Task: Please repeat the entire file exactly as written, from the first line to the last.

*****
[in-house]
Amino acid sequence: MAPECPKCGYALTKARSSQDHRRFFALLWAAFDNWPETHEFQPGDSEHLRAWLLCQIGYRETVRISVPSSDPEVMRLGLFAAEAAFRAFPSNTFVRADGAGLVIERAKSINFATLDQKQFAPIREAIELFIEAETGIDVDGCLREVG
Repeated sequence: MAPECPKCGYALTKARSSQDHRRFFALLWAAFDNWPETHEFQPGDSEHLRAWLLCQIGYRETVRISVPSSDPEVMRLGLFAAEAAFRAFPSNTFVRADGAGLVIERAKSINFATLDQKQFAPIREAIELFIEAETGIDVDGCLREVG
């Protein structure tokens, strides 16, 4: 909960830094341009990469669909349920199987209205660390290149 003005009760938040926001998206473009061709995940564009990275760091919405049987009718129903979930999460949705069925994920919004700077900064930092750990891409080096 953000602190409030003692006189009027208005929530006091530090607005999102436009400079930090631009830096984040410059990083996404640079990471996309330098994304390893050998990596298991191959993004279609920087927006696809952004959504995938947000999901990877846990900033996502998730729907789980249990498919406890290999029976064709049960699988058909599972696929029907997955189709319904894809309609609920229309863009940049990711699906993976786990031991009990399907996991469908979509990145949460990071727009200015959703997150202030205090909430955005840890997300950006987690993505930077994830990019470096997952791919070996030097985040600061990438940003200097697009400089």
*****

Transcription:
[in-house]
Amino acid sequence: MAPECPKCGYALTKARSSQDHRRFFALLWAAFDNWPETHEFQPGDSEHLRAWLLCQIGYRETVRISVPSSDPEVMRLGLFAAEAAFRAFPSNTFVRADGAGLVIERAKSINFATLDQKQFAPIREAIELFIEAETGIDVDGCLREVG
Repeated sequence: MAPECPKCGYALTKARSSQDHRRFFALLWAAFDNWPETHEFQPGDSEHLRAWLLCQIGYRETVRISVPSSDPEVMRLGLFAAEAAFRAFPSNTFVRADGAGLVIERAKSINFATLDQKQFAPIREAIELFIEAETGIDVDGCLREVG
């Protein structure tokens, strides 16, 4: 909960830094341009990469669909349920199987209205660390290149 003005009760938040926001998206473009061709995940564009990275760091919405049987009718129903979930999460949705069925994920919004700077900064930092750990891409080096 953000602190409030003692006189009027208005929530006091530090607005999102436009400079930090631009830096984040410059990083996404640079990471996309330098994304390893050998990596298991191959993004279609920087927006696809952004959504995938947000999901990877846990900033996502998730729907789980249990498919406890290999029976064709049960699988058909599972696929029907997955189709319904894809309609609920229309863009940049990711699906993976786990031991009990399907996991469908979509990145949460990071727009200015959703997150202030205090909430955005840890997300950006987690993505930077994830990019470096997952791919070996030097985040600061990438940003200097697009400089």